This is the most brilliant encapsulation of Sydney’s Western Suburbs that I have ever witnessed: a bright green souped-up Ford, NSW plate reg. ‘NSHALA’.
It can only be Lakemba, where the mosque overshadows its Chinese neighbours, where the council lets eyesores suppurate and where you can eat a mean meat lahmacun for all of 70cents. I spent Thursday eating my way around its multicultural gems for my forthcoming CNN piece – and discovered that it is possible to pay less than a dollar for anything, let alone for something edible.
It’s the first place in Sydney that I’ve felt like I could almost be back in London’s Banglatown/Whitechapel area – the schools are full of shrieking kids in Hijab, there are community notices written in Arabic and the most common greeting in cafes is Asalaam Aleikum. And, of course, God Willing, the cars have number plates like this one.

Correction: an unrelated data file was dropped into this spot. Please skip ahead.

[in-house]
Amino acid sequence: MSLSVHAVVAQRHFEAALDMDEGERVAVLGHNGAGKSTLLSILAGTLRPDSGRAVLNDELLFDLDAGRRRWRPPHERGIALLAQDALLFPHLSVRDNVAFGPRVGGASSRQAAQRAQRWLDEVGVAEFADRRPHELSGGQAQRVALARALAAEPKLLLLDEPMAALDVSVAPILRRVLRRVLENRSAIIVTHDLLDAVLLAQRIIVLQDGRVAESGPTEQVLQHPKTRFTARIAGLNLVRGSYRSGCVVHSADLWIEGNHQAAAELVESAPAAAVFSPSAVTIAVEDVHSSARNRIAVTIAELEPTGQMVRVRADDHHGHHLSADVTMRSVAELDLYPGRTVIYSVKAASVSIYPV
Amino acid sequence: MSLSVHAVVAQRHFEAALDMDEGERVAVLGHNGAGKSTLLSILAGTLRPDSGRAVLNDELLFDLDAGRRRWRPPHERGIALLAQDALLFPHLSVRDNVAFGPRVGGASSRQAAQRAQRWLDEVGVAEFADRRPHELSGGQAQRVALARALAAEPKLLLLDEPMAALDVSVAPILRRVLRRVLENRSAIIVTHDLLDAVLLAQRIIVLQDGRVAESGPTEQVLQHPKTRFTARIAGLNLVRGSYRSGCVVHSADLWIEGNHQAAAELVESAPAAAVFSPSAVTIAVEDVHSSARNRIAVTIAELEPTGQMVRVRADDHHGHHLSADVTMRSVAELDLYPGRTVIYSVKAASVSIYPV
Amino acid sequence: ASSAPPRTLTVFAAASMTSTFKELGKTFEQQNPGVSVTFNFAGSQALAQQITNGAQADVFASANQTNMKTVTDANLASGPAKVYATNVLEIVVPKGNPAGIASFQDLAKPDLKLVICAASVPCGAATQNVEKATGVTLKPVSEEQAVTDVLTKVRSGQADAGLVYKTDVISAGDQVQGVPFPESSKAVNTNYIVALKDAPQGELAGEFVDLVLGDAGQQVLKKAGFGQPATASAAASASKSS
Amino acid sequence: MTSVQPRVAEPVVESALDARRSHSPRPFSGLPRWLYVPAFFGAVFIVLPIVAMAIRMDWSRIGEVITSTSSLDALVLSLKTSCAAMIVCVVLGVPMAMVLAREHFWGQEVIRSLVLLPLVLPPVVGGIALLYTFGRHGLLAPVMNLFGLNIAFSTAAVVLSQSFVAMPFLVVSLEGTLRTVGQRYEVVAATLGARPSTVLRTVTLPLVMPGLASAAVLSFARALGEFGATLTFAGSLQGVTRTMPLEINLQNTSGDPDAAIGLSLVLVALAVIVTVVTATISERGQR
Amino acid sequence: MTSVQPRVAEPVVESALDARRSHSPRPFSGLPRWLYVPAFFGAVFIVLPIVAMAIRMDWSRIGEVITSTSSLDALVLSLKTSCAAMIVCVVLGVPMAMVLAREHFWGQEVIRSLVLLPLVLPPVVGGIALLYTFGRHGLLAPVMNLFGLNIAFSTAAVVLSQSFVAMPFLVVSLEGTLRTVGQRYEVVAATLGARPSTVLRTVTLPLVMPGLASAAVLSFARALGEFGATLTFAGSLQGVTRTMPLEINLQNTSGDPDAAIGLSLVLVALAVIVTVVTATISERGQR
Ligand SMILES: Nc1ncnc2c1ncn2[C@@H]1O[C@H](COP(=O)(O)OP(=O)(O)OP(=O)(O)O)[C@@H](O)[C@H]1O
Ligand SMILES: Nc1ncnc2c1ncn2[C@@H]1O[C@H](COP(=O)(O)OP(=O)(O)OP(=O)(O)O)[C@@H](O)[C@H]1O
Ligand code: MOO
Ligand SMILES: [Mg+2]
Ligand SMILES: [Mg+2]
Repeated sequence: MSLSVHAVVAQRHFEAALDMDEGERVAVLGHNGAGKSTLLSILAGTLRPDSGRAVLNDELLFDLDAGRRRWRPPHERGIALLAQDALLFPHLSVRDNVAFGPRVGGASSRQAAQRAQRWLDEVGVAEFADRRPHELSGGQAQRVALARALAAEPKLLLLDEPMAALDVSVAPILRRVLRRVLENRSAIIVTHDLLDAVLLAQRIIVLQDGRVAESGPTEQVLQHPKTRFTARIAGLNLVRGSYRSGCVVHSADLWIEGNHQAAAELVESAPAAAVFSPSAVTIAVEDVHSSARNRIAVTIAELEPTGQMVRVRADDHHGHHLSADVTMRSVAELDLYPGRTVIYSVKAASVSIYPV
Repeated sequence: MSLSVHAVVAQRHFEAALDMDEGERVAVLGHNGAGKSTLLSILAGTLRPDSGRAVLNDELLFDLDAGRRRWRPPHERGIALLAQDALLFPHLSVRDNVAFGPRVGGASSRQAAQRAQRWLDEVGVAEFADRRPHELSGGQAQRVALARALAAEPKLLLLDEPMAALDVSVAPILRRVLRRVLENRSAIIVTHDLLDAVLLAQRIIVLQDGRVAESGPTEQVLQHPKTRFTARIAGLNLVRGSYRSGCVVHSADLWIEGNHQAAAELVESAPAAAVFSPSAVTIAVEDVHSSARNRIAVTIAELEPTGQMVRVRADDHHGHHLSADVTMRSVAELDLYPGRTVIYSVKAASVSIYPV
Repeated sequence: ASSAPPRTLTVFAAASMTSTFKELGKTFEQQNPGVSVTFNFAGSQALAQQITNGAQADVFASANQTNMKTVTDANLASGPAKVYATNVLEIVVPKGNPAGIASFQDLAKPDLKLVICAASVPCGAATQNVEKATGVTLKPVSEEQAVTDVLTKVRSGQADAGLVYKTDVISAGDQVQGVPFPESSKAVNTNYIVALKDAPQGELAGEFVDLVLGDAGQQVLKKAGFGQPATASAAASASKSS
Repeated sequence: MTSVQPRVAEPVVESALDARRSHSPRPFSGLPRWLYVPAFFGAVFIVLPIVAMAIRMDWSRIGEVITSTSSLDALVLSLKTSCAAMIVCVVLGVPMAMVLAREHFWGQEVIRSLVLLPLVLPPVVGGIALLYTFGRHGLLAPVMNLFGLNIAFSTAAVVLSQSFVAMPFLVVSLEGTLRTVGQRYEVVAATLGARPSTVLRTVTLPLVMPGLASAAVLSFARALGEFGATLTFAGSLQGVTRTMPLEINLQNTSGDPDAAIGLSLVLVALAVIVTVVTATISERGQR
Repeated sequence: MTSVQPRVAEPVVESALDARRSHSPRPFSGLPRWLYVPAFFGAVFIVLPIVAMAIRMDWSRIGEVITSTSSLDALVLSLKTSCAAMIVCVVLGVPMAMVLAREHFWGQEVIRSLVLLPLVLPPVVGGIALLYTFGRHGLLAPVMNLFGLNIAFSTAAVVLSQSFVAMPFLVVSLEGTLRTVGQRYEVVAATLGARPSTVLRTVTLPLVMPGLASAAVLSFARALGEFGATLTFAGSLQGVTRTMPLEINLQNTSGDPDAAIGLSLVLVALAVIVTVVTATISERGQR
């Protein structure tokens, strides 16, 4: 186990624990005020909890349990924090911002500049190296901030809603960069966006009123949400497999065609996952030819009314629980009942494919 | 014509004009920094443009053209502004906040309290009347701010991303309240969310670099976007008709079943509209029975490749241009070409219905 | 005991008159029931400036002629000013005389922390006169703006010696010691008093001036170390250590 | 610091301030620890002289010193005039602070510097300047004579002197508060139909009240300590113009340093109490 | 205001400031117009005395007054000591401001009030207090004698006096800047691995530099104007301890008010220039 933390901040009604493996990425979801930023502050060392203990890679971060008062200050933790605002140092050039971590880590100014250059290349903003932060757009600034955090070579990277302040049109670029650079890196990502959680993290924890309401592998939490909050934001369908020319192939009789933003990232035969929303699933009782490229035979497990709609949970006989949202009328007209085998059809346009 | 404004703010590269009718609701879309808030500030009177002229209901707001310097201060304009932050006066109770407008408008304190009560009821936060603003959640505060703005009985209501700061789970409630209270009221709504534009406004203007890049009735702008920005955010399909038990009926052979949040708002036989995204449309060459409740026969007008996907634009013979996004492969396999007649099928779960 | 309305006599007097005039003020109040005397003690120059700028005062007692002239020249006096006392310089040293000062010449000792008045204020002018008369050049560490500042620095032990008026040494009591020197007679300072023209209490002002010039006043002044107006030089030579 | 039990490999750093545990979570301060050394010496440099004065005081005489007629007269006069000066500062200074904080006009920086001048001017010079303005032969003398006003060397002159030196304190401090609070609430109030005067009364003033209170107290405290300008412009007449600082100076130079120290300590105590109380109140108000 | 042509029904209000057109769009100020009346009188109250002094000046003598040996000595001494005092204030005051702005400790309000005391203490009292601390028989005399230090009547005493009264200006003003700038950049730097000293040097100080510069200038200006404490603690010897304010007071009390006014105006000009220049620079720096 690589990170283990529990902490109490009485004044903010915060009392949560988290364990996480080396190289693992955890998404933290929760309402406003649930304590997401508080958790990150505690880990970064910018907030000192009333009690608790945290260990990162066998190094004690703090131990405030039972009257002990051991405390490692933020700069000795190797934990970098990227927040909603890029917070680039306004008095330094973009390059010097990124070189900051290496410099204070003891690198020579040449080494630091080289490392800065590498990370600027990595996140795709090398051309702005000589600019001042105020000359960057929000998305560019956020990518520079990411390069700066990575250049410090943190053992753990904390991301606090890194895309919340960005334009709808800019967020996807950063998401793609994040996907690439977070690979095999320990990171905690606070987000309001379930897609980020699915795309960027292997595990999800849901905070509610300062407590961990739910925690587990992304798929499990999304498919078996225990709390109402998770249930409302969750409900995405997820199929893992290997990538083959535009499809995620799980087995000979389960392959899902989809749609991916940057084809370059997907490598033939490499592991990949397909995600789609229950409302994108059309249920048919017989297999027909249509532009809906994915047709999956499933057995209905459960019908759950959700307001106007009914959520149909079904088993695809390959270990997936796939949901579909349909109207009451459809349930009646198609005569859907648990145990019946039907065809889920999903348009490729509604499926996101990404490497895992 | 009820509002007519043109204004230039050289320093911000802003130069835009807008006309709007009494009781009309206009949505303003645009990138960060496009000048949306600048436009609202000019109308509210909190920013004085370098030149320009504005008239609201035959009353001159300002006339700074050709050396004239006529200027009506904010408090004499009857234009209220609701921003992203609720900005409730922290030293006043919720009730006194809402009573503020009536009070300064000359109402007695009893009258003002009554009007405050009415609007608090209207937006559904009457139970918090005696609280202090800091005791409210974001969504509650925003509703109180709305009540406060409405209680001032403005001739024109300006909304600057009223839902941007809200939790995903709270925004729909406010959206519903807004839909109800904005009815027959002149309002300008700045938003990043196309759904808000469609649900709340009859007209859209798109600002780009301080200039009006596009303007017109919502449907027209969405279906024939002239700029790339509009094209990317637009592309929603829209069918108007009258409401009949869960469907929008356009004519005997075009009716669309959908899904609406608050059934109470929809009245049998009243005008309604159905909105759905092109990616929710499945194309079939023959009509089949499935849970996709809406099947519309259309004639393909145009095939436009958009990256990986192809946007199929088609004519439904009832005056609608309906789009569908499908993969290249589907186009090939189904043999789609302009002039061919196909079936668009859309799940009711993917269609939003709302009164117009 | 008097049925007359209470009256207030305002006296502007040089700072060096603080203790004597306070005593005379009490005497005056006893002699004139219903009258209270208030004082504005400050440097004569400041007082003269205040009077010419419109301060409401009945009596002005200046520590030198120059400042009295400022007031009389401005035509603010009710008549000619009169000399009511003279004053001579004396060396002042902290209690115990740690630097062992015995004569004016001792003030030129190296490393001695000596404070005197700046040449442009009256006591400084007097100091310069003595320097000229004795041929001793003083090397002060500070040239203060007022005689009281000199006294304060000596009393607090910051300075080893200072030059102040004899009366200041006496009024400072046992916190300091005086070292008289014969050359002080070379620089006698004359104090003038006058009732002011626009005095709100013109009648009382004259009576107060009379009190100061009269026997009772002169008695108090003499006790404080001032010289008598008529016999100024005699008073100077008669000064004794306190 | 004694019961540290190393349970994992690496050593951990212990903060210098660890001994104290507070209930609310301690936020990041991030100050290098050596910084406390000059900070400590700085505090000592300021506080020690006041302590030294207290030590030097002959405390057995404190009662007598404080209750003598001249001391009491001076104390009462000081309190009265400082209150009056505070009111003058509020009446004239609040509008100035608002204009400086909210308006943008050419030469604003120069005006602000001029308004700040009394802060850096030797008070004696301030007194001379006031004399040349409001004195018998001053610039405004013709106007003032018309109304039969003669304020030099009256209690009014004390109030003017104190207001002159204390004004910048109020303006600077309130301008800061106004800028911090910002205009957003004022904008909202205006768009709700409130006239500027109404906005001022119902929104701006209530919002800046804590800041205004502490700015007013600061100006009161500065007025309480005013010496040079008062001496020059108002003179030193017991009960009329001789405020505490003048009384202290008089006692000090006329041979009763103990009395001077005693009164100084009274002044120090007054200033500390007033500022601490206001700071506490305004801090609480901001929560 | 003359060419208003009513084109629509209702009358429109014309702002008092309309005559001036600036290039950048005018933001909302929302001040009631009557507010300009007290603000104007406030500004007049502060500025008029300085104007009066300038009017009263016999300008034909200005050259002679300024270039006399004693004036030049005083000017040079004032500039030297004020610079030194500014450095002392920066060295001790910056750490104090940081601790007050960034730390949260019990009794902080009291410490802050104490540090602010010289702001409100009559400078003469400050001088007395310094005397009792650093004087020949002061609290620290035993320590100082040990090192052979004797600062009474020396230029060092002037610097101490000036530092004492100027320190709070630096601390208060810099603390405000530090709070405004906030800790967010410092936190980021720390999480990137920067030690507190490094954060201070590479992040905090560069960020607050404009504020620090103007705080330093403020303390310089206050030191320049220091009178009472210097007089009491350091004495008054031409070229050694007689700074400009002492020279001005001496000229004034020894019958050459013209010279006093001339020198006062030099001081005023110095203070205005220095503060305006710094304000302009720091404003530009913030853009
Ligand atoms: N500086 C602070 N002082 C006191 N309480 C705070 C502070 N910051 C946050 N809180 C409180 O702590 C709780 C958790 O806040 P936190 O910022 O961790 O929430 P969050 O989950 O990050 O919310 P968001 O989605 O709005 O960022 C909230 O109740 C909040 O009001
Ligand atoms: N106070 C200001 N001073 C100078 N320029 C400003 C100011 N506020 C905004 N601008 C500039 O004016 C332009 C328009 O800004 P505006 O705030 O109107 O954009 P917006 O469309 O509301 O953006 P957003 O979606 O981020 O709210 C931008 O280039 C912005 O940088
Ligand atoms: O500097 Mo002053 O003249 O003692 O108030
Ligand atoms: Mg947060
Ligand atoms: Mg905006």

It’s less than half an hour from Central station but feels more like downtown Beirut than just miles from Bondi beach. The area is a mad melting pot of colours, creeds, languages and religions and couldn’t be further from the didgeridoo-wowed crowds at Circular Quay and the commuting white collars at North Ryde.
The best thing of all, though, apart from the brilliant and unpretentious variety of cheap and honest foods served by interested, kind locals, is the dose of normality it delivers. Lakemba lands a worldly punch that says “we’re all visitors here, afterall” better than anything I have yet encountered in Australia. A salutary time to visit, perhaps, as news is Osama-dominated, but it certainly makes you think twice about remembering to love thy neighbour – and standing up for something that is bigger than supposed legitimacy and, when all is said and done, fear.
Btw, to the non-Aussies – Australians seem to love their bright green cars. This strange cultural phenomenon merits a blog unto itself: lime-green-car-spotting-in-greater-Sydney-or-further-afield post coming soon.